Letters & Opinion

A Trap of Violence

Image of Kensley Peter Charlemange
Image of Kensley Peter Charlemange
Independent Eye by Kensley Peter Charlemange

I cannot believe that in 2019 men are still beating women. Despite all the PSA’s (Public Service Announcements) that have gone out over the past decades it is certain that as a society we have not built an intolerance for the practice. The practice continues unabated though it seems that women have made so much progress. Of course this is not a class thing. The scourge of women trampling happens in the most erudite of places and positions. We know of the public, high level figures that have been so accused; politicians, lawyers, teachers, custom officers etc, etc etc.

So you wake up in an impoverish community. It is just a bit after 4:00a.m. You hear the female screaming. You are new to the area. She is being beaten at the hand of her boyfriend with whom she has had a long relationship, so much so, that they have made children. She is not crying for help. She is apologizing to the man and asking him to stop it. But he demands his respect.

You are concerned and the situation troubles you. What do you do as a new neighbour? You know that you are not the only one aware of the screams. The other neighbours seem unconcerned. This has become a habitual practice. You reasoned that they may have spoken to the victim many times before but she keeps going back into the relationship. You can tell that this domestic violence is a habitual occurrence. But why is no one else putting out their heads? What do you do?

Do you call the neighbours for help in trying to rescue the victim? Do you go to the person’s door and knock on it and ask the man to stop beating the woman? Do you shout insults from afar at the perpetrator? Do you take the risk of him coming at you yielding his sharp cutlass and you become the victim and your interference occasions a rise in the homicide statistics? Do you play super hero?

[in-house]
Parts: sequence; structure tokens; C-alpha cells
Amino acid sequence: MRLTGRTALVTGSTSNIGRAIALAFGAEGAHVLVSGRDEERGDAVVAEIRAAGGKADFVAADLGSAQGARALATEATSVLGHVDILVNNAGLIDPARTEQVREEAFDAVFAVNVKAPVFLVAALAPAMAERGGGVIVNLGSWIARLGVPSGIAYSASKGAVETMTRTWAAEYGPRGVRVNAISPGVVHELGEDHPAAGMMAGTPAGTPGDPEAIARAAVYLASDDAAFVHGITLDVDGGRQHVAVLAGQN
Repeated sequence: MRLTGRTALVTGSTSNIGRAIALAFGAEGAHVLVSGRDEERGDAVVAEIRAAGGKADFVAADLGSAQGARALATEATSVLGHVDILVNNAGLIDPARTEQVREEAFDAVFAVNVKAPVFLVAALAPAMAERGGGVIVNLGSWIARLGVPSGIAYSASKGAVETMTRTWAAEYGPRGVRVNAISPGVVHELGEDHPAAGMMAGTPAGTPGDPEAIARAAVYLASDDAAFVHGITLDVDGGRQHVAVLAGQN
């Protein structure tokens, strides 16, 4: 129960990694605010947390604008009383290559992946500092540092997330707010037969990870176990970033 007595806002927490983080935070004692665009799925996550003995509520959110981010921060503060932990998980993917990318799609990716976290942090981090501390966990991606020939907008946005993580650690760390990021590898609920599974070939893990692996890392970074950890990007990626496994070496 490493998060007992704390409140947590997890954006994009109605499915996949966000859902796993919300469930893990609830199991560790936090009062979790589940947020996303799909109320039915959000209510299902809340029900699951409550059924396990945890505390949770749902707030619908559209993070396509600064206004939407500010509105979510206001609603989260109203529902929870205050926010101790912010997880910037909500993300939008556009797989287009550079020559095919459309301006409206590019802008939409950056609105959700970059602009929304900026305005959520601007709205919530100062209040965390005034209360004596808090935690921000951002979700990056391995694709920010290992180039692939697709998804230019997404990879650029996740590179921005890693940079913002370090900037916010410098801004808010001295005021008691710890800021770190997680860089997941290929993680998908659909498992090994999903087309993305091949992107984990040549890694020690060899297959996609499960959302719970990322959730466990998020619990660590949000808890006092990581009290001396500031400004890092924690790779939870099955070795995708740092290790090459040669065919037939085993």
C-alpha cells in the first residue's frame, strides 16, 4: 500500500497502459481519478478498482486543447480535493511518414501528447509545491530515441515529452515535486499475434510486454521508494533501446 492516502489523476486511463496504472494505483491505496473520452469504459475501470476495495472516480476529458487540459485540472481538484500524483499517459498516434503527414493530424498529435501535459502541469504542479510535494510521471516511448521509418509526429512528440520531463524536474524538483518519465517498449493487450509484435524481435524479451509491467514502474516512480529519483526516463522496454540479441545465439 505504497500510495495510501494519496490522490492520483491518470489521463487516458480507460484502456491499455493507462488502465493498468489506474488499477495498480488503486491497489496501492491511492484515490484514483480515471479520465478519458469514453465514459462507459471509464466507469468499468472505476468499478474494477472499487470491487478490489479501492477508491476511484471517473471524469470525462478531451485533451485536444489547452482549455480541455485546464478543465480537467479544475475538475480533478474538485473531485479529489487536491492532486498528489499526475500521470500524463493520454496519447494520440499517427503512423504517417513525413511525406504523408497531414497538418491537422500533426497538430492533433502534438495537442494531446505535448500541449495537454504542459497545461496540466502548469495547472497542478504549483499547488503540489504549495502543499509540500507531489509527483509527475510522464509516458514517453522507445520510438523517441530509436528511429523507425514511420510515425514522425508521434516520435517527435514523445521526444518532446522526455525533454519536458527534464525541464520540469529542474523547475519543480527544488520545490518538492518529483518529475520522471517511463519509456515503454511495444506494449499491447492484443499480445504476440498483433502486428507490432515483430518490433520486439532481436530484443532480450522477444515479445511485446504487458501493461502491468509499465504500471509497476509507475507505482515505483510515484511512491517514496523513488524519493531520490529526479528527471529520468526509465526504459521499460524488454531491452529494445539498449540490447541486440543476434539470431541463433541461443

Ok. Call the police, is your next thought. But then, a number of variables run through your mind. Do you have to identify yourself as the caller?

You have to tell where you are calling from and where the incident is happening? You are from the area, will the officer recognize your voice? Do you trust the police? Does the police have a stigma of the area? What is the culture of the police toward domestic violence? Will they rush over? When they do come, if they do, will the perpetrator of the crime figure out that you were the one who called the police? Will both the victim and the perpetrator hate you for your action? She has two children. She does not have a job. The educational, economic, spiritual and social mobility that she needs to get out of the trap does not exist or eludes her.

What more can we do to eliminate this scourge? Are we fighting it at the root? We have children in the homes as witnesses to the abuse. Talk about a vicious cycle!

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